the University of Auckland
Private Bag 92019
Grafton
Auckland 1142
Country 74574 0
New Zealand
Phone 74574 0
+64 9 3737599 ext 89301
Fax 74574 0
Email 74574 0
a.merry@auckland.ac.nz
Contact person for public queries
Name 74575 0
Prof Alan Merry
Address 74575 0
School of Medicine
the University of Auckland
Private Bag 92019
Grafton
Auckland 1142
Country 74575 0
New Zealand
Phone 74575 0
+64 9 3737599 ext 89301
Fax 74575 0
Email 74575 0
a.merry@auckland.ac.nz
Contact person for scientific queries
Name 74576 0
Dr Derryn Gargiulo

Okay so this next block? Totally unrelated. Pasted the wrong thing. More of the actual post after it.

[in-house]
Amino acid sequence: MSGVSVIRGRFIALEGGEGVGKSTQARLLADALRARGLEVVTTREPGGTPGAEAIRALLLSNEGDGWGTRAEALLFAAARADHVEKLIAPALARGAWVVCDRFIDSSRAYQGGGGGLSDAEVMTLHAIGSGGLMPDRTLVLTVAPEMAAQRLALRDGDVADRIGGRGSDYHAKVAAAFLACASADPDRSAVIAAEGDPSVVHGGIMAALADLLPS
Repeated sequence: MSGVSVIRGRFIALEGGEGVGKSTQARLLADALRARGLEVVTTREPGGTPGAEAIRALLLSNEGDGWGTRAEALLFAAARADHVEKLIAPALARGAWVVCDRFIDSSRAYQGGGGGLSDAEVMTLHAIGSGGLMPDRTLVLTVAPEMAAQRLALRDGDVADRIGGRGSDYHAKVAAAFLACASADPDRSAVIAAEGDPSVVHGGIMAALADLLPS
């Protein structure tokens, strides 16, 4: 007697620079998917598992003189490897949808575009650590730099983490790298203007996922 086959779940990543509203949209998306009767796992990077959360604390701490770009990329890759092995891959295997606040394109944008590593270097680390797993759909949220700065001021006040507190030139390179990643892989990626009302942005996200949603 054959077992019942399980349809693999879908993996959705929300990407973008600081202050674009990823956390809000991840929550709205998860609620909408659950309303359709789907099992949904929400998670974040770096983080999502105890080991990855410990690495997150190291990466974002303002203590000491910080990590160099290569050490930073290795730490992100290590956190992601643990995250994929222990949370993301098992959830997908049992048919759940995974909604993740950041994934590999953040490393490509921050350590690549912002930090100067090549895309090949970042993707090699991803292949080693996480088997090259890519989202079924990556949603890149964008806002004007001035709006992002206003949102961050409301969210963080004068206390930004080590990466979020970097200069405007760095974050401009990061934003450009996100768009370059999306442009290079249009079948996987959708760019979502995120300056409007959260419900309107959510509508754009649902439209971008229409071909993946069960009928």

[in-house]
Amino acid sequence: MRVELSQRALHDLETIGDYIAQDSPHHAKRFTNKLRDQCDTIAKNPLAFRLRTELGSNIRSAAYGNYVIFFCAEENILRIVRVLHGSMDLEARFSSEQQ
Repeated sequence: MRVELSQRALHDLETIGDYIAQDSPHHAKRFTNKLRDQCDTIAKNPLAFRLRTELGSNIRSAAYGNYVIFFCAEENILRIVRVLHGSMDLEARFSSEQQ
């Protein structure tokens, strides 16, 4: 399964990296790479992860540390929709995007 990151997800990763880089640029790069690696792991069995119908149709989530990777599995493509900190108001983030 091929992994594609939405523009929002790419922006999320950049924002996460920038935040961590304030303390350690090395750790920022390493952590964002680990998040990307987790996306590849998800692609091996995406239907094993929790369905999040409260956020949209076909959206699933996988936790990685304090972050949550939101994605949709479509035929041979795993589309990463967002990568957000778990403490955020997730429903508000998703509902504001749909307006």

Address 74576 0
School of Medicine
the University of Auckland
Private Bag 92019
Grafton
Auckland 1142
Country 74576 0
New Zealand
Phone 74576 0
+64 9 3737599 ext 89321
Fax 74576 0
Email 74576 0
d.gargiulo@auckland.ac.nz

Data sharing statement
Will individual participant data (IPD) for this trial be available (including data dictionaries)?
No
No/undecided IPD sharing reason/comment
Our participants are the anaesthetic team members. We are not asking for consent nor gathering data from any patients.
What supporting documents are/will be available?
Study protocol
Informed consent form
Ethical approval
Attachments/websites
Type [1] 281 0
Study protocol
URL/details/comments [1] 281 0
Type [2] 282 0
Informed consent form
URL/details/comments [2] 282 0
Type [3] 283 0
Ethical approval
URL/details/comments [3] 283 0
Summary results
Not applicable